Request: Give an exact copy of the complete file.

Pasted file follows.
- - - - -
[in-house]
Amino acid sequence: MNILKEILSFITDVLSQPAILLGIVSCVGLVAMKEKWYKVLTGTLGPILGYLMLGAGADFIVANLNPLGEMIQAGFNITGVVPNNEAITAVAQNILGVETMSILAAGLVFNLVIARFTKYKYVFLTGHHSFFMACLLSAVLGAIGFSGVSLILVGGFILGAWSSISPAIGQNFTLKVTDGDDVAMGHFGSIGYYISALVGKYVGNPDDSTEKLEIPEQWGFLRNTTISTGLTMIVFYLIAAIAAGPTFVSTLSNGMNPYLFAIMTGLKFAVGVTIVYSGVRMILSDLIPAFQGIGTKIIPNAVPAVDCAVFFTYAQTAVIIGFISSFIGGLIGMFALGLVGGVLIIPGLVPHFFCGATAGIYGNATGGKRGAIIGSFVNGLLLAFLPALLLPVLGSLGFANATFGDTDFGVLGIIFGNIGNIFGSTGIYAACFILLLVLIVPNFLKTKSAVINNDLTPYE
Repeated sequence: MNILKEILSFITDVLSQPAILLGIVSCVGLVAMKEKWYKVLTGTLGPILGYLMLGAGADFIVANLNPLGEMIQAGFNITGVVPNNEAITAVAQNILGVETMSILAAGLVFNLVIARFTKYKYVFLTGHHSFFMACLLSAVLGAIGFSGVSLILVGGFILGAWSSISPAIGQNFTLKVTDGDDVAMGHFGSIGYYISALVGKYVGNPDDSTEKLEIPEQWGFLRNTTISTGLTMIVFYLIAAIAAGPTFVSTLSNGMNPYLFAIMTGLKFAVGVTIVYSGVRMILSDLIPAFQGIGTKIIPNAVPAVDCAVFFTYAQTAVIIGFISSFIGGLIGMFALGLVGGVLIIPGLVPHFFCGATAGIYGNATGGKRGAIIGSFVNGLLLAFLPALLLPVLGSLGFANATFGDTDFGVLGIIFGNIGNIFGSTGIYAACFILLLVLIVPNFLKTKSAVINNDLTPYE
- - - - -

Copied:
[in-house]
Amino acid sequence: MNILKEILSFITDVLSQPAILLGIVSCVGLVAMKEKWYKVLTGTLGPILGYLMLGAGADFIVANLNPLGEMIQAGFNITGVVPNNEAITAVAQNILGVETMSILAAGLVFNLVIARFTKYKYVFLTGHHSFFMACLLSAVLGAIGFSGVSLILVGGFILGAWSSISPAIGQNFTLKVTDGDDVAMGHFGSIGYYISALVGKYVGNPDDSTEKLEIPEQWGFLRNTTISTGLTMIVFYLIAAIAAGPTFVSTLSNGMNPYLFAIMTGLKFAVGVTIVYSGVRMILSDLIPAFQGIGTKIIPNAVPAVDCAVFFTYAQTAVIIGFISSFIGGLIGMFALGLVGGVLIIPGLVPHFFCGATAGIYGNATGGKRGAIIGSFVNGLLLAFLPALLLPVLGSLGFANATFGDTDFGVLGIIFGNIGNIFGSTGIYAACFILLLVLIVPNFLKTKSAVINNDLTPYE
Repeated sequence: MNILKEILSFITDVLSQPAILLGIVSCVGLVAMKEKWYKVLTGTLGPILGYLMLGAGADFIVANLNPLGEMIQAGFNITGVVPNNEAITAVAQNILGVETMSILAAGLVFNLVIARFTKYKYVFLTGHHSFFMACLLSAVLGAIGFSGVSLILVGGFILGAWSSISPAIGQNFTLKVTDGDDVAMGHFGSIGYYISALVGKYVGNPDDSTEKLEIPEQWGFLRNTTISTGLTMIVFYLIAAIAAGPTFVSTLSNGMNPYLFAIMTGLKFAVGVTIVYSGVRMILSDLIPAFQGIGTKIIPNAVPAVDCAVFFTYAQTAVIIGFISSFIGGLIGMFALGLVGGVLIIPGLVPHFFCGATAGIYGNATGGKRGAIIGSFVNGLLLAFLPALLLPVLGSLGFANATFGDTDFGVLGIIFGNIGNIFGSTGIYAACFILLLVLIVPNFLKTKSAVINNDLTPYE